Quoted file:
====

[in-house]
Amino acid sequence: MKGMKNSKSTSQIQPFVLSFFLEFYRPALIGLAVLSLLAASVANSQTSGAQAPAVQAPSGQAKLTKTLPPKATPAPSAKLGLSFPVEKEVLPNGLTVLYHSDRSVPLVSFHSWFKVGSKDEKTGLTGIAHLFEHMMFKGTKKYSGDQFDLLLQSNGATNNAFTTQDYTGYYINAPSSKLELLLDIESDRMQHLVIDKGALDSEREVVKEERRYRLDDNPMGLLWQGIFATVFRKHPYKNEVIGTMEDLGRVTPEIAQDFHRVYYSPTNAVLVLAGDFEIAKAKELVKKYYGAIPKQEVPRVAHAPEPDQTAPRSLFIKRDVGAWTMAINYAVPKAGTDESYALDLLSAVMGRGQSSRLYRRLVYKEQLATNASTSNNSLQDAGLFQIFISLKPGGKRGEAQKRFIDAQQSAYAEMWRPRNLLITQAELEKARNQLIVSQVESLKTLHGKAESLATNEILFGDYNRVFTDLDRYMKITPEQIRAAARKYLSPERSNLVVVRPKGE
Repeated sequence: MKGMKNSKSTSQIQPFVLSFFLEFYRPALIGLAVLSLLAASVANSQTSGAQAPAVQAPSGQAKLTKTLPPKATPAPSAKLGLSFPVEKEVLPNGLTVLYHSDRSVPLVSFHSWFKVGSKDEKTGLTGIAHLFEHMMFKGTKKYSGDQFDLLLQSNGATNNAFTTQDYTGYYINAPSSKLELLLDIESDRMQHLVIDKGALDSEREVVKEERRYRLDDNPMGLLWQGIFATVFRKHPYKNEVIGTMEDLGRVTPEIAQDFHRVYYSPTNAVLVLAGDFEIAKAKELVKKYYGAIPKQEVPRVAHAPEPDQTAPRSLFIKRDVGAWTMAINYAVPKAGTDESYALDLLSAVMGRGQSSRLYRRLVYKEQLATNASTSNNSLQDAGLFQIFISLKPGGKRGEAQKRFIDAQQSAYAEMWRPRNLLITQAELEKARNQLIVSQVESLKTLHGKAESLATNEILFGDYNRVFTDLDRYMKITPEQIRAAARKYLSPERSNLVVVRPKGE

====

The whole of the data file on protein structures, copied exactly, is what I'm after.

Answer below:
[in-house]
Amino acid sequence: MKGMKNSKSTSQIQPFVLSFFLEFYRPALIGLAVLSLLAASVANSQTSGAQAPAVQAPSGQAKLTKTLPPKATPAPSAKLGLSFPVEKEVLPNGLTVLYHSDRSVPLVSFHSWFKVGSKDEKTGLTGIAHLFEHMMFKGTKKYSGDQFDLLLQSNGATNNAFTTQDYTGYYINAPSSKLELLLDIESDRMQHLVIDKGALDSEREVVKEERRYRLDDNPMGLLWQGIFATVFRKHPYKNEVIGTMEDLGRVTPEIAQDFHRVYYSPTNAVLVLAGDFEIAKAKELVKKYYGAIPKQEVPRVAHAPEPDQTAPRSLFIKRDVGAWTMAINYAVPKAGTDESYALDLLSAVMGRGQSSRLYRRLVYKEQLATNASTSNNSLQDAGLFQIFISLKPGGKRGEAQKRFIDAQQSAYAEMWRPRNLLITQAELEKARNQLIVSQVESLKTLHGKAESLATNEILFGDYNRVFTDLDRYMKITPEQIRAAARKYLSPERSNLVVVRPKGE
Repeated sequence: MKGMKNSKSTSQIQPFVLSFFLEFYRPALIGLAVLSLLAASVANSQTSGAQAPAVQAPSGQAKLTKTLPPKATPAPSAKLGLSFPVEKEVLPNGLTVLYHSDRSVPLVSFHSWFKVGSKDEKTGLTGIAHLFEHMMFKGTKKYSGDQFDLLLQSNGATNNAFTTQDYTGYYINAPSSKLELLLDIESDRMQHLVIDKGALDSEREVVKEERRYRLDDNPMGLLWQGIFATVFRKHPYKNEVIGTMEDLGRVTPEIAQDFHRVYYSPTNAVLVLAGDFEIAKAKELVKKYYGAIPKQEVPRVAHAPEPDQTAPRSLFIKRDVGAWTMAINYAVPKAGTDESYALDLLSAVMGRGQSSRLYRRLVYKEQLATNASTSNNSLQDAGLFQIFISLKPGGKRGEAQKRFIDAQQSAYAEMWRPRNLLITQAELEKARNQLIVSQVESLKTLHGKAESLATNEILFGDYNRVFTDLDRYMKITPEQIRAAARKYLSPERSNLVVVRPKGE